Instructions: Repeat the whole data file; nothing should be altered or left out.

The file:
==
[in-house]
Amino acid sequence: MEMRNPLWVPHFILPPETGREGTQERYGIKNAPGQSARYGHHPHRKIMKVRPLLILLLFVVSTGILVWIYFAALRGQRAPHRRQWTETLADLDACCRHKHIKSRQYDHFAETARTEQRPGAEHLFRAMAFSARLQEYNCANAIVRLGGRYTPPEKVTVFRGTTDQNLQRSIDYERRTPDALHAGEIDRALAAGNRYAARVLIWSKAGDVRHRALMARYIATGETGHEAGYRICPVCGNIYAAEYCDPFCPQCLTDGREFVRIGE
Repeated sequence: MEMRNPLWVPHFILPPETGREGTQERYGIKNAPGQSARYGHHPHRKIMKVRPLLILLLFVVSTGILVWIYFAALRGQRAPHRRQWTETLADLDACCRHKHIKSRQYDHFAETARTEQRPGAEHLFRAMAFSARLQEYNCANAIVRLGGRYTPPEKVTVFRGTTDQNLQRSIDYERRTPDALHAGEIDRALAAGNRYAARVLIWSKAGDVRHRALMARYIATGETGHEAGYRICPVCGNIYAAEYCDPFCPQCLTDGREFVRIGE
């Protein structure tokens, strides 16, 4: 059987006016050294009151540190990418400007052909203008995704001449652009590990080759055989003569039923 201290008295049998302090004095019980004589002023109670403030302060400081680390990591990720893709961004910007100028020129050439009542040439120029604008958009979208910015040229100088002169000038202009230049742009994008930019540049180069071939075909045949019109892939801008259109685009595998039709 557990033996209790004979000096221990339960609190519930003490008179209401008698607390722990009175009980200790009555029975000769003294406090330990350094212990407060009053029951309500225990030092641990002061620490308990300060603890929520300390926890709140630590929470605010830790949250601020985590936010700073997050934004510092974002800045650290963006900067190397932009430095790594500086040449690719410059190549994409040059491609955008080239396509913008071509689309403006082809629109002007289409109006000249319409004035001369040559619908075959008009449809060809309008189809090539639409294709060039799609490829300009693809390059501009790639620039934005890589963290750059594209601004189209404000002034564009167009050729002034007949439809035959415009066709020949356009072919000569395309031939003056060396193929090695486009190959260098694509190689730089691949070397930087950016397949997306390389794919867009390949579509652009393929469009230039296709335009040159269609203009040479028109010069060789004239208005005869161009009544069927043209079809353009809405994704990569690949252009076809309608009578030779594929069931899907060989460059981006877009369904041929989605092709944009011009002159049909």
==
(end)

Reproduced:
[in-house]
Amino acid sequence: MEMRNPLWVPHFILPPETGREGTQERYGIKNAPGQSARYGHHPHRKIMKVRPLLILLLFVVSTGILVWIYFAALRGQRAPHRRQWTETLADLDACCRHKHIKSRQYDHFAETARTEQRPGAEHLFRAMAFSARLQEYNCANAIVRLGGRYTPPEKVTVFRGTTDQNLQRSIDYERRTPDALHAGEIDRALAAGNRYAARVLIWSKAGDVRHRALMARYIATGETGHEAGYRICPVCGNIYAAEYCDPFCPQCLTDGREFVRIGE
Repeated sequence: MEMRNPLWVPHFILPPETGREGTQERYGIKNAPGQSARYGHHPHRKIMKVRPLLILLLFVVSTGILVWIYFAALRGQRAPHRRQWTETLADLDACCRHKHIKSRQYDHFAETARTEQRPGAEHLFRAMAFSARLQEYNCANAIVRLGGRYTPPEKVTVFRGTTDQNLQRSIDYERRTPDALHAGEIDRALAAGNRYAARVLIWSKAGDVRHRALMARYIATGETGHEAGYRICPVCGNIYAAEYCDPFCPQCLTDGREFVRIGE
């Protein structure tokens, strides 16, 4: 059987006016050294009151540190990418400007052909203008995704001449652009590990080759055989003569039923 201290008295049998302090004095019980004589002023109670403030302060400081680390990591990720893709961004910007100028020129050439009542040439120029604008958009979208910015040229100088002169000038202009230049742009994008930019540049180069071939075909045949019109892939801008259109685009595998039709 557990033996209790004979000096221990339960609190519930003490008179209401008698607390722990009175009980200790009555029975000769003294406090330990350094212990407060009053029951309500225990030092641990002061620490308990300060603890929520300390926890709140630590929470605010830790949250601020985590936010700073997050934004510092974002800045650290963006900067190397932009430095790594500086040449690719410059190549994409040059491609955008080239396509913008071509689309403006082809629109002007289409109006000249319409004035001369040559619908075959008009449809060809309008189809090539639409294709060039799609490829300009693809390059501009790639620039934005890589963290750059594209601004189209404000002034564009167009050729002034007949439809035959415009066709020949356009072919000569395309031939003056060396193929090695486009190959260098694509190689730089691949070397930087950016397949997306390389794919867009390949579509652009393929469009230039296709335009040159269609203009040479028109010069060789004239208005005869161009009544069927043209079809353009809405994704990569690949252009076809309608009578030779594929069931899907060989460059981006877009369904041929989605092709944009011009002159049909």